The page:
FOLBR - Friends Of the Lower Blue River

  • The Blue River Valley

    The Blue River Valley

    Meanders down the highway 9 corridor, North of Silverthorne

  • Beautiful Colorado

    Beautiful Colorado

    Education, Collaboration & Community Involvement.

  • Environmental Integrity

    Environmental Integrity

    Promoting the safety for residents, livestock & wildlife.

  • Unspoiled National Forest

    Unspoiled National Forest

    Maintaining the rural character, quality of life, and the environment.

  • Our Mission

    Our Mission

    To protect the traditional agricultural character of the Valley.

  • The Blue River Valley
  • Beautiful Colorado
  • Environmental Integrity
  • Unspoiled National Forest
  • Our Mission

Friends Of The Lower Blue River

A volunteer group promoting quality of life, and the
environment of the Lower Blue River Valley.

About FOLBR

The Friends of the Lower Blue River are dedicated to sustaining and protecting the traditional agricultural character, promoting the safety of the residents, livestock and wildlife, and maintaining the environmental integrity of the Lower Blue River Valley through education, collaboration and community involvement.

Mission

To sustain and protect the traditional agricultural character, promote the safety of the residents, livestock and wildlife, and maintain the environmental integrity of the Lower Blue River Valley through education, collaboration and community involvement.

History Story Map

Friends of the Lower Blue River is committed to preserving the rich history of the Blue River Valley. Through grant support from the Summit Foundation, we have created this interactive tool that documents and takes you to key points of interest in the Valley. You will see photographs and read about those who came before us. Those who settled this pristine area of Summit and Grand Counties in the 1800’s and the relevance those sites have today. FOLBR invites you to take this journey on our website and discover the treasure, that truly is the Lower Blue River Valley.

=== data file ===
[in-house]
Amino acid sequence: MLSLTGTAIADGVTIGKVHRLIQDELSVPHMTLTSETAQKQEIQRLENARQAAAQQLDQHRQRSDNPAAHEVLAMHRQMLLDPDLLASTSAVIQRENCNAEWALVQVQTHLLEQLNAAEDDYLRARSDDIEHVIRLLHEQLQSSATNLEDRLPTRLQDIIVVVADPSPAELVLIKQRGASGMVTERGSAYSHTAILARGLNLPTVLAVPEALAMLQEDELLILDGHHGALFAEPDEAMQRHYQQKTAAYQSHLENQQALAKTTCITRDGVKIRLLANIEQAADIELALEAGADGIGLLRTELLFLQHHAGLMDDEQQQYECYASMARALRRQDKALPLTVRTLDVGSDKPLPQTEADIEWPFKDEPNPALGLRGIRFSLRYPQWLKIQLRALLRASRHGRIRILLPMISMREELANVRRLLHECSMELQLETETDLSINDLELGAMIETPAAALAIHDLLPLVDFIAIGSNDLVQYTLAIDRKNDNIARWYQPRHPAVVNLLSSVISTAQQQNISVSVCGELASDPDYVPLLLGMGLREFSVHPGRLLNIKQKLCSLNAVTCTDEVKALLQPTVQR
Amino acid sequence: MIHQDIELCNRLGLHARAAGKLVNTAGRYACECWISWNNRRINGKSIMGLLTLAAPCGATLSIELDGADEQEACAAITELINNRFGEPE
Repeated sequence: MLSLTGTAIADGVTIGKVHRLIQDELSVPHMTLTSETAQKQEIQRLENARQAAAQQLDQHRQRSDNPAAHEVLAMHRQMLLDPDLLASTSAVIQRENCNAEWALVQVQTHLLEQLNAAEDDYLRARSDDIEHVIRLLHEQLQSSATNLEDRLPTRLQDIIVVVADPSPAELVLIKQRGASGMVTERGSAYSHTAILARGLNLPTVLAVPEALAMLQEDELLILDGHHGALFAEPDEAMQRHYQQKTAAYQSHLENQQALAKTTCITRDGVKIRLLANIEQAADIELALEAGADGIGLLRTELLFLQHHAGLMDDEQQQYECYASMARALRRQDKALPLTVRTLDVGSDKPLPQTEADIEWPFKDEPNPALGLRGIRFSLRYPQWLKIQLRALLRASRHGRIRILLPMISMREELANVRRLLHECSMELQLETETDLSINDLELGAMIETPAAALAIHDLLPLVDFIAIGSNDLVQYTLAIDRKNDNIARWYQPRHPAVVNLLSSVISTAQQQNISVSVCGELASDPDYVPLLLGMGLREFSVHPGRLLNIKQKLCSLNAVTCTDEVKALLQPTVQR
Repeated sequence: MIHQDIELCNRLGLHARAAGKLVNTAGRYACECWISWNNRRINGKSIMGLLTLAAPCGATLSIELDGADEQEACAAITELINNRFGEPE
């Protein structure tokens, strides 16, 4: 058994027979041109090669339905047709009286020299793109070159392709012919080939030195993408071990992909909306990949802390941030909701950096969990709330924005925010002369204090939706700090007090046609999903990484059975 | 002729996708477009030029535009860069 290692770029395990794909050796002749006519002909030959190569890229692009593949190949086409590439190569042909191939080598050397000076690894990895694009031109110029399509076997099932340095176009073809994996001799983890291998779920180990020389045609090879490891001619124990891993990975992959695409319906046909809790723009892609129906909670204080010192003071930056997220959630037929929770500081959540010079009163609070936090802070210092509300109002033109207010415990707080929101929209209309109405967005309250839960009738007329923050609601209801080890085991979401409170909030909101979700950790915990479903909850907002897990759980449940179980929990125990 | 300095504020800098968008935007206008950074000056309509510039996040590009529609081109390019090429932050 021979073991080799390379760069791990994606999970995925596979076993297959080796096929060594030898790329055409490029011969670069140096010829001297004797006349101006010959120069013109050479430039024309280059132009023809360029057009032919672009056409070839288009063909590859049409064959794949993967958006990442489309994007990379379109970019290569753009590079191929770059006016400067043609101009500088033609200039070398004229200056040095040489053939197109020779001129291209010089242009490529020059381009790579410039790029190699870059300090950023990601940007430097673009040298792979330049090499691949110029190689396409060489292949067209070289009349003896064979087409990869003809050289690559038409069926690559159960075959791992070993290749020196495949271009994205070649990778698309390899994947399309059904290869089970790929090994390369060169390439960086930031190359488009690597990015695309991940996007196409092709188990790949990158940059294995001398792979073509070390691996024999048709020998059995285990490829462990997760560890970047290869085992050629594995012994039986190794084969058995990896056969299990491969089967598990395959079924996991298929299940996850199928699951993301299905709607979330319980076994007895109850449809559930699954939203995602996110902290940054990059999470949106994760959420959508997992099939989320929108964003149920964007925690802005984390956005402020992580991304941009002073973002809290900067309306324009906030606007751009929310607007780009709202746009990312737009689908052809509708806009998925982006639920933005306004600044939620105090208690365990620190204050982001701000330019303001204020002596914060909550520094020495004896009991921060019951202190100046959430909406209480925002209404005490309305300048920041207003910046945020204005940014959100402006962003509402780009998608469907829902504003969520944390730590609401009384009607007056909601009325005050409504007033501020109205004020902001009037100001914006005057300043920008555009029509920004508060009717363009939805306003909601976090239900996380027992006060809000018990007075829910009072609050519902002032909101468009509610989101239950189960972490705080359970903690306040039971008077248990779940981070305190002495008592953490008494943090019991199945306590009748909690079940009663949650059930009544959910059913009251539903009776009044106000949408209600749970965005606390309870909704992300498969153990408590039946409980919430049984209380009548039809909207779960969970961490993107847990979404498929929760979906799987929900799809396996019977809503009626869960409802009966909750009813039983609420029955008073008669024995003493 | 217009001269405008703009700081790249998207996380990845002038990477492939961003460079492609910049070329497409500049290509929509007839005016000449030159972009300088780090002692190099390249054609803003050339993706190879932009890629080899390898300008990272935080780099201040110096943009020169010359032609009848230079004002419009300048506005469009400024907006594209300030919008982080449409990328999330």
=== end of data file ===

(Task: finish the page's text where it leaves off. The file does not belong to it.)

Click Here to see History Story Map

DOWNLOAD Livestock Emergency Preparedness Program

FOLBR Facebook Feed

Stop The Pit Blog

Official Denial of Peak Ranch Resource Issued

Three months after the State Division of Reclamation, Mining and Safety (DRMS) held a series of three public hearings on Peak Ranch Resource, the official ruling has now been issued. The document formally lays out the findings of fact and conclusions of law and order regarding Peak Materials attempt to gain a state permit to mine gravel on the Blue River. The ruling details the unanimous denial of the permit request.

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Peak Materials Weighing Options With Hillyard Property

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By Lindsey Toomer---Summit Daily

Since a state board denied Peak Materials’ application for a gravel mining permit at the Hillyard property in April, neighbors have been left with many questions about what the property’s future might hold.

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Beyond The Trails Blog

Sagebrush in the West

Sagebrush covers massive tracts of land in the west and Canada. According to the Intermountain West Joint Venture, it used to cover 247 million acres in the US, though now it is about half that. 

This keystone species supports over 350 species, including the adorable pygmy rabbit and charismatic greater sage-grouse. Several bird and mammal species are almost entirely dependent on sagebrush for survival: Gunnison sage-grouse, sage sparrow, Brewer’s sparrow, sage thrasher, pygmy rabbit, and sagebrush vole. (CPW) Colorado Parks and Wildlife

The plant is alive year-round which is important for the sage-grouse as it depends on it for 100% of its winter diet. It also functions as a nurse plant for other plant species, including important livestock forage plants.

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Corporate Progress on Climate and Water

Water scarcity is a risk many people and organizations take too lightly, particularly in the West, where we are experiencing megadrought with little end in sight. 

A group of climate scientists from UCLA, NASA and Columbia University as recently as 2018 and 2019 studied, among other statistical data, tree rings to help determine soil moisture. They found soil moisture deficits have doubled in the last 22 years.